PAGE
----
One particular brand of “escapism”, exit, is rarely mentioned: a friend pointed out to me tens of thousands of the educated youth are leaving Egypt, and study abroad. Most are either liberals or mild conservatives fed up with the overall political and economic situation, and it is safe enough to assume many will not return.

This superficial, and may be wrong, review is necessary to understand the situation of Egyptian liberals and their dilemmas. Many liberal themes had won, at least for now, the battle of ideas: public opinion want to hear different voices. It is now also skeptical toward radical agendas (the collapse of many Arab states plays a role in this evolution). Nobody really believes miracles are possible, the expectations are much more realistic and modest.

Liberal troops remain relatively tiny, but their importance has significantly grown during the last decade and most are concentrated in the main “theater”, Cairo. The events had rid liberalism from one of its handicaps: the fact that many liberals had opted for working with former president Hosni Moubarak and his son Gamal. Between 2011 and 2012, this was crippling. Passions, since them, have quiet down. The rejection of authoritarian patterns, and the excesses of many authoritarian actors, do not necessarily lead to liberalism, but it surely helps.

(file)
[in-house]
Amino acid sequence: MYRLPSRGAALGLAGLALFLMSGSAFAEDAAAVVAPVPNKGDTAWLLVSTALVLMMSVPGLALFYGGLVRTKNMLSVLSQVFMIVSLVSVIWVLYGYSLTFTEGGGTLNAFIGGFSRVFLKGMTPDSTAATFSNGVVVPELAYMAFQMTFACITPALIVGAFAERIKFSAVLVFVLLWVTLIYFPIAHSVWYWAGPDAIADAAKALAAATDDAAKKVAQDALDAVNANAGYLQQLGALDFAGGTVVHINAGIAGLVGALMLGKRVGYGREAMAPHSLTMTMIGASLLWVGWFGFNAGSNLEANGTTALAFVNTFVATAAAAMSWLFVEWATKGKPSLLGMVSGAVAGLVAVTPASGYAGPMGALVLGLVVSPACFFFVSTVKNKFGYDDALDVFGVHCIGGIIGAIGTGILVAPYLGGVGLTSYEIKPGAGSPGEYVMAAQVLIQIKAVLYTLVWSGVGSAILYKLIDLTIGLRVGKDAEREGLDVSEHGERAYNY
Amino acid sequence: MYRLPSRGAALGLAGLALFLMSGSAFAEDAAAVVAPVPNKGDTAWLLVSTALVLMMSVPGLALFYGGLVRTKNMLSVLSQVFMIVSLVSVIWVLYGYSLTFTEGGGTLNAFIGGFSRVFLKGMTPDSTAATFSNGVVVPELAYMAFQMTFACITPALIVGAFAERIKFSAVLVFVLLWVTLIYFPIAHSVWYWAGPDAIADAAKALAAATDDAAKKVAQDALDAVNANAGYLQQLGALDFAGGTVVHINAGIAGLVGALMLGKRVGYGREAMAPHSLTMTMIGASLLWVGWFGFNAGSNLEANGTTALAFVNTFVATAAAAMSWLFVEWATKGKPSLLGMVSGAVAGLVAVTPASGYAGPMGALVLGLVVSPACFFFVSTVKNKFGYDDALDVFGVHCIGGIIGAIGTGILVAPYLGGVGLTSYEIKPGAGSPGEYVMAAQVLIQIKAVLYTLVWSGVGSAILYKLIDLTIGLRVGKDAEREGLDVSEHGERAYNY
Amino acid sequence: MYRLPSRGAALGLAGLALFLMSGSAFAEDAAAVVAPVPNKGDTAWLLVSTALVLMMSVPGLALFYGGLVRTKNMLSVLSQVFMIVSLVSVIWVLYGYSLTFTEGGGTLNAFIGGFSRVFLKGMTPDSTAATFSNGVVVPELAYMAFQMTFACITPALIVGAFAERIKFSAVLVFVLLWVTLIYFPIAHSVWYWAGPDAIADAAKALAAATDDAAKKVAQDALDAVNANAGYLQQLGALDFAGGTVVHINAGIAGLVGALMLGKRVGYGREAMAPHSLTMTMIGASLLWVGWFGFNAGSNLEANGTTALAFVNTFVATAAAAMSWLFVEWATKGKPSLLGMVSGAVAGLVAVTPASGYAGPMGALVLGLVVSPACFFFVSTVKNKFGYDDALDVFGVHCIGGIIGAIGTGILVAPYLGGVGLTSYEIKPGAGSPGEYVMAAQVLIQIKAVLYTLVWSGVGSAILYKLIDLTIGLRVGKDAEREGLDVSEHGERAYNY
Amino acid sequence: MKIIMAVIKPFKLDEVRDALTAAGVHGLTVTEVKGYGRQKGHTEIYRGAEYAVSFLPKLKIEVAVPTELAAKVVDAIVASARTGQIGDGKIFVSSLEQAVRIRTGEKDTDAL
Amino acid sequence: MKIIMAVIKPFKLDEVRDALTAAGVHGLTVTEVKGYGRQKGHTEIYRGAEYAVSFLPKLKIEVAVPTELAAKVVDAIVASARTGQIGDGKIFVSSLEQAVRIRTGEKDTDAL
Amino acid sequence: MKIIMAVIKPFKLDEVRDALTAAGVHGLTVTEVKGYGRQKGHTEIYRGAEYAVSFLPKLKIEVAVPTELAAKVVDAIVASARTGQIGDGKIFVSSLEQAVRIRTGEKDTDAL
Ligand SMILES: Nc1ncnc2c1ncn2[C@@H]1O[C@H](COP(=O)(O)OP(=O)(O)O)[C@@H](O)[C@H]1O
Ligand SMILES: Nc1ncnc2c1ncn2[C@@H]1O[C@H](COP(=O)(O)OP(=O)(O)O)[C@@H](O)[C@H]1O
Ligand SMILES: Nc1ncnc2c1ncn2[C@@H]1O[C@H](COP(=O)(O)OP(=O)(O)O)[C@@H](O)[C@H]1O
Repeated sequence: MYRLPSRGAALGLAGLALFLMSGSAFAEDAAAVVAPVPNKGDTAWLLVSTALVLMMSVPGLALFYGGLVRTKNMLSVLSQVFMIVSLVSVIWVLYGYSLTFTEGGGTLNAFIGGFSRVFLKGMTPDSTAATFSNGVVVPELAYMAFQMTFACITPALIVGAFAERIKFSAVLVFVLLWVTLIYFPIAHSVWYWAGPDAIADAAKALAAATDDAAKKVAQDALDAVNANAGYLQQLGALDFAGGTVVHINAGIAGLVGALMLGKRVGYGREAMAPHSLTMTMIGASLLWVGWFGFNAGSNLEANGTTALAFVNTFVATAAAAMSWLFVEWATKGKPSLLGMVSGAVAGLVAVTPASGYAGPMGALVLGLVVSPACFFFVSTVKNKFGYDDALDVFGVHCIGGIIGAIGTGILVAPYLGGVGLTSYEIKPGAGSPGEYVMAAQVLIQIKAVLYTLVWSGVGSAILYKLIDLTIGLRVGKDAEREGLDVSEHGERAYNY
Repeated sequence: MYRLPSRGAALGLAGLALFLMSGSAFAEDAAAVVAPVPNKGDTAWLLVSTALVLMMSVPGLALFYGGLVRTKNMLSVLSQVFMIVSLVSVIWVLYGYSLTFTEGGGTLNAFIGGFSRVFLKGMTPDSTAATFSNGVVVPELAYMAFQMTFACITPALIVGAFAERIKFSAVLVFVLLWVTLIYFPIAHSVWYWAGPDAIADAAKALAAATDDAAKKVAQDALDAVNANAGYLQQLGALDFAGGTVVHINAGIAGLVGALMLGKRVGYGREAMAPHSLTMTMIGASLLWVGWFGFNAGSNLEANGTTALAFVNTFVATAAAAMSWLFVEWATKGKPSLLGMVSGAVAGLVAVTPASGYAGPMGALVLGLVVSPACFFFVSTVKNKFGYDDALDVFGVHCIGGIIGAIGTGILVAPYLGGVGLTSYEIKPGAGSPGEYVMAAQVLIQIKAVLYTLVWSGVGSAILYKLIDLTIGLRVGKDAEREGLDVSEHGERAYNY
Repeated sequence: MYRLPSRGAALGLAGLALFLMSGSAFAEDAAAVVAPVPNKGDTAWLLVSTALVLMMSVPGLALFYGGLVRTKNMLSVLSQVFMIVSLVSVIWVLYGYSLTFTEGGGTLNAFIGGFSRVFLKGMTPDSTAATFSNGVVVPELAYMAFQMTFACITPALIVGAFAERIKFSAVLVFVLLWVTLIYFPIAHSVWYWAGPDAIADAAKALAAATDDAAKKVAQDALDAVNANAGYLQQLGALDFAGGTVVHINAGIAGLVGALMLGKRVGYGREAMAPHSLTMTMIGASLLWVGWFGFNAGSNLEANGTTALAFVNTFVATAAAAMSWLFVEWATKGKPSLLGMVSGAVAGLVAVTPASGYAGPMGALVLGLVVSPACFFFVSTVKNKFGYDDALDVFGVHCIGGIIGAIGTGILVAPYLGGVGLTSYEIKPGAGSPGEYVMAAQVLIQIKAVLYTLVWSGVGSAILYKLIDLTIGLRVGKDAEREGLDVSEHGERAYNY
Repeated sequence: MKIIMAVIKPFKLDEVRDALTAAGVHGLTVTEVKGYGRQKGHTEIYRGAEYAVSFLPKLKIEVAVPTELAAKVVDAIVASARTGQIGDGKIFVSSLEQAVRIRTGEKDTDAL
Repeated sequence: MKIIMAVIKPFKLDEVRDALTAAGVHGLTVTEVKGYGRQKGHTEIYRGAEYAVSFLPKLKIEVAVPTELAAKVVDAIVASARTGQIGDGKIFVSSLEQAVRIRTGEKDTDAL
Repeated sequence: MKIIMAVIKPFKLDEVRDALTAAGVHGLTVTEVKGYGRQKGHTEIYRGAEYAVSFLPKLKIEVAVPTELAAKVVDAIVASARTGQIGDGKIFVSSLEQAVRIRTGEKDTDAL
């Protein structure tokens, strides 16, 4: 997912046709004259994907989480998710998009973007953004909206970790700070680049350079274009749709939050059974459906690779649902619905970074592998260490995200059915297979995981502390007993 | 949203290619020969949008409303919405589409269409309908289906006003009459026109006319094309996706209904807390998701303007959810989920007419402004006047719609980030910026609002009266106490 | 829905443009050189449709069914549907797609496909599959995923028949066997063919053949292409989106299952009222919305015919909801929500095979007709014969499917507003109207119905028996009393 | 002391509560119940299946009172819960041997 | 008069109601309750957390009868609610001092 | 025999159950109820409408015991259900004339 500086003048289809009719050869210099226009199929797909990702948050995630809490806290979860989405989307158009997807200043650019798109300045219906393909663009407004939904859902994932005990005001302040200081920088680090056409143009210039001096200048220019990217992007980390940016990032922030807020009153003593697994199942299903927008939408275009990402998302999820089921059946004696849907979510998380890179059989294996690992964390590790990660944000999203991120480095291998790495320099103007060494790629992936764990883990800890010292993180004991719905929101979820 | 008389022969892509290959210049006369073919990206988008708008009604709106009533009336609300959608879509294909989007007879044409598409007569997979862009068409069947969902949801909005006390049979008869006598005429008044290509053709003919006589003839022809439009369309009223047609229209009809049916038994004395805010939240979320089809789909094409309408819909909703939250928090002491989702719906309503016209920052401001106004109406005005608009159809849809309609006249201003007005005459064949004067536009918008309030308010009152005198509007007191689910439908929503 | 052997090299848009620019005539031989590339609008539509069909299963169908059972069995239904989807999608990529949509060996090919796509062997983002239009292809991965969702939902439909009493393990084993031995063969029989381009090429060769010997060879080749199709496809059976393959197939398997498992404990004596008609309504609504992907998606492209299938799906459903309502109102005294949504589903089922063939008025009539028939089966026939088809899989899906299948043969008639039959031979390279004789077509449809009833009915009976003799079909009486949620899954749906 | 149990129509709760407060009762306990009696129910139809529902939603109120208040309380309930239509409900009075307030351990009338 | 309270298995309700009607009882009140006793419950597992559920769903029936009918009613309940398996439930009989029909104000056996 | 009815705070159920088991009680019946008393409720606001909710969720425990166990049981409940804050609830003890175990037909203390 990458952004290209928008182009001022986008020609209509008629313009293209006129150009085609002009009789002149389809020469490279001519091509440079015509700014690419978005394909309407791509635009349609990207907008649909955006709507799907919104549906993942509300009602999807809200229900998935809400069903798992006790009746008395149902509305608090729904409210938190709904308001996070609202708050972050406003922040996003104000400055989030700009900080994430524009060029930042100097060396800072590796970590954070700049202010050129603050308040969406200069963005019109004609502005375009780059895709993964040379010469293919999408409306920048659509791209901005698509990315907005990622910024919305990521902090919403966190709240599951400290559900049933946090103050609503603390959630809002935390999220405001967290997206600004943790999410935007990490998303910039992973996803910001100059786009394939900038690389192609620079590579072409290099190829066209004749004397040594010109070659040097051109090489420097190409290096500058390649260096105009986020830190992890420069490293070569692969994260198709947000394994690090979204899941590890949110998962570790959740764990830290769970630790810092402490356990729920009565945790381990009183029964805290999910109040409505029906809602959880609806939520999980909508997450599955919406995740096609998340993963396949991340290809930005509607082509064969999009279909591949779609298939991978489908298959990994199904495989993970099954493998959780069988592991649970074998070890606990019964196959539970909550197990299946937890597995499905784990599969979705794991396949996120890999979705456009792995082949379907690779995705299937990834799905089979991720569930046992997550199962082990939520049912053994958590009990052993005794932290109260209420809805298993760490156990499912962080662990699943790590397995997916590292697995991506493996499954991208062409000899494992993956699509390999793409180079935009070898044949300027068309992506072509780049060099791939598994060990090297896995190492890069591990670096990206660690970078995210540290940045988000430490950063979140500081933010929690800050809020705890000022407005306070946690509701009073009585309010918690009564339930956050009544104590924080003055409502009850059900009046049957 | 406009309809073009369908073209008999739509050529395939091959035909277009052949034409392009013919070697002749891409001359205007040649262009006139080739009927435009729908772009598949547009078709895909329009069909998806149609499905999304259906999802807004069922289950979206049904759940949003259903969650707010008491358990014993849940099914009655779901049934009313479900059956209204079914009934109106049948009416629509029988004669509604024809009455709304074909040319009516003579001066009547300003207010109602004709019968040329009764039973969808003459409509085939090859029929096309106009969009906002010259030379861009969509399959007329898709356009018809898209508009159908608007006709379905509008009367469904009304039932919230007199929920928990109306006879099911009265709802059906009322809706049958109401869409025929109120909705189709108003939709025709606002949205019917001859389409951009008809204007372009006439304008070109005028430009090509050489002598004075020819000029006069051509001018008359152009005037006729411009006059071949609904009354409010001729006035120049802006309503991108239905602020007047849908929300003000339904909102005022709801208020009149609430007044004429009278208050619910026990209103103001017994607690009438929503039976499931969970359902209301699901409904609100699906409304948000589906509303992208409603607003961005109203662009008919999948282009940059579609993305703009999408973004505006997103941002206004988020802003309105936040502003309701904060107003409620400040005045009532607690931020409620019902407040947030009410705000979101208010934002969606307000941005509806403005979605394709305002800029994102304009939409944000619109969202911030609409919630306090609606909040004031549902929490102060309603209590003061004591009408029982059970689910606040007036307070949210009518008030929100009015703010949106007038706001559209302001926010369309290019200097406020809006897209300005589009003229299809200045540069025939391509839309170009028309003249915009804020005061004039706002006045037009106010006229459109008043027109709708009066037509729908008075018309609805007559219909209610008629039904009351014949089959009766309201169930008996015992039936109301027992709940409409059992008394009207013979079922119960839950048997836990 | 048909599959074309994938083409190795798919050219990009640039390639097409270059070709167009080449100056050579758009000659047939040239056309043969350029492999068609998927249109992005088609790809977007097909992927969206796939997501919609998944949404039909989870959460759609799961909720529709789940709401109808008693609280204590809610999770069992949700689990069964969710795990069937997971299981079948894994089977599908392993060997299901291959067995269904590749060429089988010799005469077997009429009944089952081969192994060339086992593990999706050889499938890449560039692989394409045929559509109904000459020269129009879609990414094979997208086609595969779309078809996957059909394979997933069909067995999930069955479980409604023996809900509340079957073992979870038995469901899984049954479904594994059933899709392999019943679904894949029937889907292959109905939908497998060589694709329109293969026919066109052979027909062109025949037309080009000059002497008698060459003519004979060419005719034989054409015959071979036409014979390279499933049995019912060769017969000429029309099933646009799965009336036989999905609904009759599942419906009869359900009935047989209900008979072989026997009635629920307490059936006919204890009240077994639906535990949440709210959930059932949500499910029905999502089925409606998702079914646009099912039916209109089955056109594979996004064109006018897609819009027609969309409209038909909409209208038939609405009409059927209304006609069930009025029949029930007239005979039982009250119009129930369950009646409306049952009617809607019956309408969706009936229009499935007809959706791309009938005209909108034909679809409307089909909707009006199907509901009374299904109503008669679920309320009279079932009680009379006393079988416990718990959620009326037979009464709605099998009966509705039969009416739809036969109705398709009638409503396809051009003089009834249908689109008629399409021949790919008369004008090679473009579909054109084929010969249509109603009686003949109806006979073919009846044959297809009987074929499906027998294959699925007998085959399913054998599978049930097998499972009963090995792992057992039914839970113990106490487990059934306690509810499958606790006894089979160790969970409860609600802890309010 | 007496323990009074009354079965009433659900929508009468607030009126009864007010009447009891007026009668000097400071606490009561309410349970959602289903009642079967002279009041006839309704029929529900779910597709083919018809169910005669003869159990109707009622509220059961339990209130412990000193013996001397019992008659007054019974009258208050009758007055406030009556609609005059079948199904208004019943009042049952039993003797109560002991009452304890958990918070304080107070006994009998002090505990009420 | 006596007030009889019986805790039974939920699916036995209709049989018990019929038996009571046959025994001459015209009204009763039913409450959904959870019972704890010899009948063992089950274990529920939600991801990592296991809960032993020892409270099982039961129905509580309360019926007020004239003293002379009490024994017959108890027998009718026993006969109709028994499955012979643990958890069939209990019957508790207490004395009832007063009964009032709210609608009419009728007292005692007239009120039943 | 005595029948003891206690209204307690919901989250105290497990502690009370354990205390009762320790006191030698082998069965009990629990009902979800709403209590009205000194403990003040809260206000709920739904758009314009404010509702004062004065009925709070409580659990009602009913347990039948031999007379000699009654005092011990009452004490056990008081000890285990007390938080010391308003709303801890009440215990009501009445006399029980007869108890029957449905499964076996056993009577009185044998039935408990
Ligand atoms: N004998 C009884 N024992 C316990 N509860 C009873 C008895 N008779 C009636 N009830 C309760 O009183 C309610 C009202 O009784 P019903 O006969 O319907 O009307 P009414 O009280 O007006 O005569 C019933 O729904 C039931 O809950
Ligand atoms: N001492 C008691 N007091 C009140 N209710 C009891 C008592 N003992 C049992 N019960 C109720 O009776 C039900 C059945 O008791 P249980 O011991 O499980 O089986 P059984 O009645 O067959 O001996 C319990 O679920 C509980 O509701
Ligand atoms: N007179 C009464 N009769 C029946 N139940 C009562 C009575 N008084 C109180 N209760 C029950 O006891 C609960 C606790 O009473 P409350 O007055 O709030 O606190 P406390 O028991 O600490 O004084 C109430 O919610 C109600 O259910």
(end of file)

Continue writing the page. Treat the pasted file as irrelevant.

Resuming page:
This does not mean things are now easy for liberals. At least two of their main leaders opted for the exile, look too “Americanized” for Egyptian tastes, and do what the Egyptians do not like: they lecture the regime and society. They tell the latter it is radically vitiated and it committed a terrible sin when it hugely voted for President El-Sissi.

The Egyptian set of beliefs is (as all political cultures) a complex one. Some liberal dogmas are welcomed, as already said. Others are not. Lecturing unwillingly emphasizes what is not accepted. Many liberal leaders seem to be unaware of the damage done to their cause by the relentless religious propaganda that assimilated liberalism to permissiveness and to license to systematically attack core religious beliefs. They also do not take into account the deep fear of globalisation – and they often look as if they belonged to the globalised elite. This is sometimes an asset, but usually it is crippling.

Another problem is radicalism. I already said radicalism is now unpopular. But things can quickly change, if moderates fail to deliver. Usually, moderation is, rightly or not, associated in people’s mind with “competence”, and if it stops being so, it is in danger. I am afraid Egyptian liberals’ prominent figures combine the drawbacks of moderation and radicality, that is considered to be radical on issues where Egyptians prefer moderation and too moderate on other issues.

But let us conclude with an optimistic conclusion. First of all, all the liberals I know are more intelligent than their leaders, so there is hope. Second, liberalism is not only a discourse, but also a practice – and liberal practices are much needed now. We cannot blame those who prefer the exile, but liberals are badly needed now (and I am not one of them).